Her grandmother lives in the guest room.

Peppermint soap tastes the way York Patties taste in hell.

There are so many stories about so many people. Did you hear the one about the kid who set his hand on fire trying to do some magic trick? Covered his had in lighter fluid, lit the match. He ran around screaming and split out the door and stuck his hand in the lake. He was gauze-bandaged half way up his forearm for the rest of the summer.

When this is a book, I hope a fifteen-year-old carries it with him to school in secret and thinks about it while trying to look up pretty girls' skirts. When he gets home, the first girl he's ever kissed will call him long distance and say she's finally found a boyfriend who likes to dance, too.

One time Ginny Adler put her head down on a dining hall table and just started crying and I went over to her and asked if she was all right, was there anything I could do. She picked her head up and mouthed the words thank you as she shook her head slowly meaning no.
           Sometimes that's the kind of childhood I had; little girls burst into tears in the dining hall.

They bathed in the lake. They used peppermint soap shipped by their mothers in Long Island. Or Baltimore. Special biodegradable soap they made their mothers seek out in natural food stores. They did that for us, didn't they? God knows they tried.
           They brought that peppermint soap to the showerhouse. God knows why. They had bar soap in red plastic travel containers, but they brought the peppermint liquid soap into the showerhouse, used it up, sent their mothers to go buy more.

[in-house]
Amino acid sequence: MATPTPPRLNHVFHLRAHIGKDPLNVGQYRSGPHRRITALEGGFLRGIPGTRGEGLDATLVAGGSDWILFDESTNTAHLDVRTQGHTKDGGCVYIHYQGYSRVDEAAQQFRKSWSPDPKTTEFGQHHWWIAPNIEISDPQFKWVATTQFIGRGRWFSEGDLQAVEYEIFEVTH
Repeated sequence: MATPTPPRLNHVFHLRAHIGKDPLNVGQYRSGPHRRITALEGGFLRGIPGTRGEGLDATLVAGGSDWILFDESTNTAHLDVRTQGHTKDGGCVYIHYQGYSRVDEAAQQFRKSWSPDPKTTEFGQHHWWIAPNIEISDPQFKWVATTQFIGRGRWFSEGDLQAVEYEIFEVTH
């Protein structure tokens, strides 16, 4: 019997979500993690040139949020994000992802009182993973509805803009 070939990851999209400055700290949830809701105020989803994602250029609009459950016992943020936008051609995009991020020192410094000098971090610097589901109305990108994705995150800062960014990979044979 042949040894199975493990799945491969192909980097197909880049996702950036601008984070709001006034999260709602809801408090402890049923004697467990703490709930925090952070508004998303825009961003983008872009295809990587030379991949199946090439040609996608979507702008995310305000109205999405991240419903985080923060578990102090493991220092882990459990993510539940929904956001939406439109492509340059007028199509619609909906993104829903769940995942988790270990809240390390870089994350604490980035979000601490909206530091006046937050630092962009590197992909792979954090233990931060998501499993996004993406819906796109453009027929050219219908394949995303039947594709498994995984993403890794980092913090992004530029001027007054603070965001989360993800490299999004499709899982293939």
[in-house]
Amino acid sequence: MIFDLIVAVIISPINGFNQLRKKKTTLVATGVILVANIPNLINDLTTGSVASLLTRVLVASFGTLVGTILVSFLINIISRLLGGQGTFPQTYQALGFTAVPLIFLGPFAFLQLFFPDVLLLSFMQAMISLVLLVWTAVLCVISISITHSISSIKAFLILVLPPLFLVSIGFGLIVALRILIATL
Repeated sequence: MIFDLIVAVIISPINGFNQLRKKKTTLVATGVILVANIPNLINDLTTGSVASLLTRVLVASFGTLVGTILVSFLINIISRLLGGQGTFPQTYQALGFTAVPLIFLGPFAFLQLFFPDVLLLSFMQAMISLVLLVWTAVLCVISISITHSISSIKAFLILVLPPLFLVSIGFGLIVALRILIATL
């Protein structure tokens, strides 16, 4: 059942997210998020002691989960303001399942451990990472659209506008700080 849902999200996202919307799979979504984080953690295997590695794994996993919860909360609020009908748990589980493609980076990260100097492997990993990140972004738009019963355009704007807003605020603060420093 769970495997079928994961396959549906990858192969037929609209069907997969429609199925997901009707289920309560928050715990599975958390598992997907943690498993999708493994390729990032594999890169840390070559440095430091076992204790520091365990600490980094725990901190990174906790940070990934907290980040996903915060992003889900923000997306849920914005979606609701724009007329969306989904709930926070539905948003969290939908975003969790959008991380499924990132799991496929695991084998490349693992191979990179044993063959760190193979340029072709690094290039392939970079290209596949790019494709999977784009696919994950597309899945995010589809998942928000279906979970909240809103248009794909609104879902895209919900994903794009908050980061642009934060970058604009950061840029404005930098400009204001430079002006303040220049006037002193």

At the break-fast, at sundown, they ate bagels they sent someone down to New York in a van to pick up. Howard ate his with lox, Ryan ate his with butter, Donny ate his with cream cheese, Max ate his plain, he picked the bread out of the bagel's crusty exterior and rolled it to a dough-ball in his hands, Benny ate lots of coleslaw, Noah said he wanted a hamburger, Andy went to all the different tables looking for an onion bagel, found an onion, sat down dejected, Allen tilted back his head and poured three-fourths of the sugar in one of those glass containers down his throat, Billy ate surplus individual serving size cereal, little cardboard boxes we said they picked them up from Arabs on the side of the highway, Daniel ate powdered chocolate Quick, dry, I ate everything, including all the people.
           The girls were in there, eating, too.

© crossconnect, inc 1995-2004 |
published in association with the |
university of pennsylvania's kelly writers house |